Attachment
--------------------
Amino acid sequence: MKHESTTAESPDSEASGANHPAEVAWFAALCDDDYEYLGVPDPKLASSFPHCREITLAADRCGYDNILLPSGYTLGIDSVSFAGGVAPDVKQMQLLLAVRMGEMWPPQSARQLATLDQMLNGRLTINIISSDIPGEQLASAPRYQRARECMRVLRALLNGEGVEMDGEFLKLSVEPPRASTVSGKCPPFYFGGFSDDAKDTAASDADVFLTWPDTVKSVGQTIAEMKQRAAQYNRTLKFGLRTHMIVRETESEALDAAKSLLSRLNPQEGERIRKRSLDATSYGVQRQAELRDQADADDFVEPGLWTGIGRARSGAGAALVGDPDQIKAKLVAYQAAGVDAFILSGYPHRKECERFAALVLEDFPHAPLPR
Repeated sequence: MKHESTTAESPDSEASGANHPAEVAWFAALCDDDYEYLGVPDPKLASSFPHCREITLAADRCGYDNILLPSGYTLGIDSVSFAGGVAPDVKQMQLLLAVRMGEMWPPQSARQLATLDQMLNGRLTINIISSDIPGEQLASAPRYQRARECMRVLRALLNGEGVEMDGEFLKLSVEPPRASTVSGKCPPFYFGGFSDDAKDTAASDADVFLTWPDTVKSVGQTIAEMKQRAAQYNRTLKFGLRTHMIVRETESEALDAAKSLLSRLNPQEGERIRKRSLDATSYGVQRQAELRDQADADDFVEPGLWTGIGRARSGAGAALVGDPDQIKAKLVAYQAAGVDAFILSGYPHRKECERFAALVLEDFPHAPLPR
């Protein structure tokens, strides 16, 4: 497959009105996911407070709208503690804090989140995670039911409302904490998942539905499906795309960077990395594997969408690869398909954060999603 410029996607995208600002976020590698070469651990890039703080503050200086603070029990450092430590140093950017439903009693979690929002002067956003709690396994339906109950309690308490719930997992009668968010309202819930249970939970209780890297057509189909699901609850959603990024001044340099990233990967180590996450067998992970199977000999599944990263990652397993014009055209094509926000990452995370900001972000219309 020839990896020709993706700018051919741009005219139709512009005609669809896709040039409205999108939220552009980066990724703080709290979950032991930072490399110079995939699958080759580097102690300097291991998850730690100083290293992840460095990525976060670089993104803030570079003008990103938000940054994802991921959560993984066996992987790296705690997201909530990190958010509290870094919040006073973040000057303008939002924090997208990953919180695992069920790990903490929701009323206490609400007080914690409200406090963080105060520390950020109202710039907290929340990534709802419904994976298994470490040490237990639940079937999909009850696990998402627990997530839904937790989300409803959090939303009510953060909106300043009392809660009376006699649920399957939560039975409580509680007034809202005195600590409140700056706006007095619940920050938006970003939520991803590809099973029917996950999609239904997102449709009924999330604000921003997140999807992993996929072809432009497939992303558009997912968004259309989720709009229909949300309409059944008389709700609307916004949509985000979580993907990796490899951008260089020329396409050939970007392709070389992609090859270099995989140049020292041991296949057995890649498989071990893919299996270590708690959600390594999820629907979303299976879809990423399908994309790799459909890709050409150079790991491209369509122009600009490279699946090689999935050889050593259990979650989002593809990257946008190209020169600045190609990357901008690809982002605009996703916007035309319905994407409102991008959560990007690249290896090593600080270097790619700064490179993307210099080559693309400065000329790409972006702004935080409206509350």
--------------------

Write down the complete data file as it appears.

Amino acid sequence: MKHESTTAESPDSEASGANHPAEVAWFAALCDDDYEYLGVPDPKLASSFPHCREITLAADRCGYDNILLPSGYTLGIDSVSFAGGVAPDVKQMQLLLAVRMGEMWPPQSARQLATLDQMLNGRLTINIISSDIPGEQLASAPRYQRARECMRVLRALLNGEGVEMDGEFLKLSVEPPRASTVSGKCPPFYFGGFSDDAKDTAASDADVFLTWPDTVKSVGQTIAEMKQRAAQYNRTLKFGLRTHMIVRETESEALDAAKSLLSRLNPQEGERIRKRSLDATSYGVQRQAELRDQADADDFVEPGLWTGIGRARSGAGAALVGDPDQIKAKLVAYQAAGVDAFILSGYPHRKECERFAALVLEDFPHAPLPR
Repeated sequence: MKHESTTAESPDSEASGANHPAEVAWFAALCDDDYEYLGVPDPKLASSFPHCREITLAADRCGYDNILLPSGYTLGIDSVSFAGGVAPDVKQMQLLLAVRMGEMWPPQSARQLATLDQMLNGRLTINIISSDIPGEQLASAPRYQRARECMRVLRALLNGEGVEMDGEFLKLSVEPPRASTVSGKCPPFYFGGFSDDAKDTAASDADVFLTWPDTVKSVGQTIAEMKQRAAQYNRTLKFGLRTHMIVRETESEALDAAKSLLSRLNPQEGERIRKRSLDATSYGVQRQAELRDQADADDFVEPGLWTGIGRARSGAGAALVGDPDQIKAKLVAYQAAGVDAFILSGYPHRKECERFAALVLEDFPHAPLPR
């Protein structure tokens, strides 16, 4: 497959009105996911407070709208503690804090989140995670039911409302904490998942539905499906795309960077990395594997969408690869398909954060999603 410029996607995208600002976020590698070469651990890039703080503050200086603070029990450092430590140093950017439903009693979690929002002067956003709690396994339906109950309690308490719930997992009668968010309202819930249970939970209780890297057509189909699901609850959603990024001044340099990233990967180590996450067998992970199977000999599944990263990652397993014009055209094509926000990452995370900001972000219309 020839990896020709993706700018051919741009005219139709512009005609669809896709040039409205999108939220552009980066990724703080709290979950032991930072490399110079995939699958080759580097102690300097291991998850730690100083290293992840460095990525976060670089993104803030570079003008990103938000940054994802991921959560993984066996992987790296705690997201909530990190958010509290870094919040006073973040000057303008939002924090997208990953919180695992069920790990903490929701009323206490609400007080914690409200406090963080105060520390950020109202710039907290929340990534709802419904994976298994470490040490237990639940079937999909009850696990998402627990997530839904937790989300409803959090939303009510953060909106300043009392809660009376006699649920399957939560039975409580509680007034809202005195600590409140700056706006007095619940920050938006970003939520991803590809099973029917996950999609239904997102449709009924999330604000921003997140999807992993996929072809432009497939992303558009997912968004259309989720709009229909949300309409059944008389709700609307916004949509985000979580993907990796490899951008260089020329396409050939970007392709070389992609090859270099995989140049020292041991296949057995890649498989071990893919299996270590708690959600390594999820629907979303299976879809990423399908994309790799459909890709050409150079790991491209369509122009600009490279699946090689999935050889050593259990979650989002593809990257946008190209020169600045190609990357901008690809982002605009996703916007035309319905994407409102991008959560990007690249290896090593600080270097790619700064490179993307210099080559693309400065000329790409972006702004935080409206509350």